Then build a separate read model that could be as dirty as you wish - put there the joins of 5 tables, the code that reads from a file the number of stars in the Universe, multiplies it with the number of books starting with A (after doing a query against Amazon) and builds up a n-dimensional structure that etc. - you get the idea :) But, on the read-model, do not add any code that deals with modifying your entities. You are free to return any View-Models you want from this read model, but do trigger any data changes from here.

The separation of reads and writes should decrease the complexity of the program and make everything a bit more manageable. And you may also see that it won't break the design rules you have mentioned in your question (hopefully).

From a performance point of view, using a read model, that is, writing the code that reads data separately from the code that writes / changes data is as best as you can get :) This is because you can even mangle some SQL code there without sleeping bad at night - and SQL queries, if written well, will give your application a considerable speed boost.

Nota bene: I was joking a bit on what and how you can code your read side - the read-side code should be as clean and simple as the write-side code, of course :)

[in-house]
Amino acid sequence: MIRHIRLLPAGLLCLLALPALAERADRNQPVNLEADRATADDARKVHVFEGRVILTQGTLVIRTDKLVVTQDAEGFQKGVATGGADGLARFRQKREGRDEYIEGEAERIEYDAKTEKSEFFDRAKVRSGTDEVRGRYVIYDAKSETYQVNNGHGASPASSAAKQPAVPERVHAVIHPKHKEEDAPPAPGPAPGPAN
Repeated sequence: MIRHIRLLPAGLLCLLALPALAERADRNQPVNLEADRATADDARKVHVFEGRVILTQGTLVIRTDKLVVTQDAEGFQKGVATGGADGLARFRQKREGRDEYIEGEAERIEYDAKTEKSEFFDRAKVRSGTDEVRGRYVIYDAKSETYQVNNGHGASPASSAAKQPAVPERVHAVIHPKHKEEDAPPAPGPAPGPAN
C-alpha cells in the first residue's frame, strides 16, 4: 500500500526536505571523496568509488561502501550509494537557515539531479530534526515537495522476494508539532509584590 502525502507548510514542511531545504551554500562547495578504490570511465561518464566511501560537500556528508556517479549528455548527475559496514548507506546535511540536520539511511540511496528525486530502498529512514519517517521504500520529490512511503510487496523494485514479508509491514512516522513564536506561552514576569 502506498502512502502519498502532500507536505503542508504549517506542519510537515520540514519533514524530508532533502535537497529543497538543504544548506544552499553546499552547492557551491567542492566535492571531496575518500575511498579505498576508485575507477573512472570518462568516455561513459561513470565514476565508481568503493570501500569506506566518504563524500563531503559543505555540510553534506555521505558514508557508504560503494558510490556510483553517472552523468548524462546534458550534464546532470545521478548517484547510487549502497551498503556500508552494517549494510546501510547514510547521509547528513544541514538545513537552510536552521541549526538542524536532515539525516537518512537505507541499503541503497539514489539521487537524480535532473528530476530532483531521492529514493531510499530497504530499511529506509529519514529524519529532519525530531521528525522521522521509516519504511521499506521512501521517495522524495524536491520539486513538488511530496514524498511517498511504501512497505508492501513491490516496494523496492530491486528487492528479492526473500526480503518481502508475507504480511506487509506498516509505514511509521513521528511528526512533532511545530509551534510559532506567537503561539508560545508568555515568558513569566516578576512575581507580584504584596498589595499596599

Furthermore, you may get rid of the generic repository interface if you want, as it just clutters the domain you are modeling and forces every concrete repository to expose methods that are not necessary :) See this. For example, it is highly probable that the Delete() method would never be used for the OrderRepository - as, perhaps, Orders should never be deleted (of course, as always, it depends). Of course you can keep the database-row-managing primitives in a single module and reuse those primitives in your concrete repositories, but to not expose those primitives to anyone else but the implementation of the repositories - simply because they are not needed anywhere else and may confuse a drunk programmer if publicly exposed.

Finally, perhaps it would be also beneficial to not think about Domain Layer, Application Layer, Data Layer or View Models Layer in a too strict manner. Please read this. Packaging your software modules by their real-world meaning / purpose (or feature) is a bit better than packaging them based on an unnatural, hard-to-understand, hard-to-explain-to-a-5-old-kid criterion, that is, packaging them by layer.

4/29/2014 9:13:20 PM

Popular Answer

I Kindof agree with Pedro here. using a application service layer could be benificial. if your aiming for an MVVM type of implementation i would advise to create a Model class that is responsible for holding the data that is retrieved using the service layer. Mapping the data with automapper is a really good idea if your entities, DTO's and models are named consistently (so you don't have to write a lot of manual mappings).

In my experience using your entities/poco in viewmodels to display data will result in big balls of mud. Different views have different needs en will all add a need to add more properties to an entity. Slowly making your queries more complex and slower.

if your data is not changing that often you might want to consider introducing (sql/database) views that will transfer some of the heavy lifting to the database (where it is highly optimized). EF handles database views fairly well. Then retrieving the entity and mapping the data (from the views) to the model or DTO becomes fairly straightforward.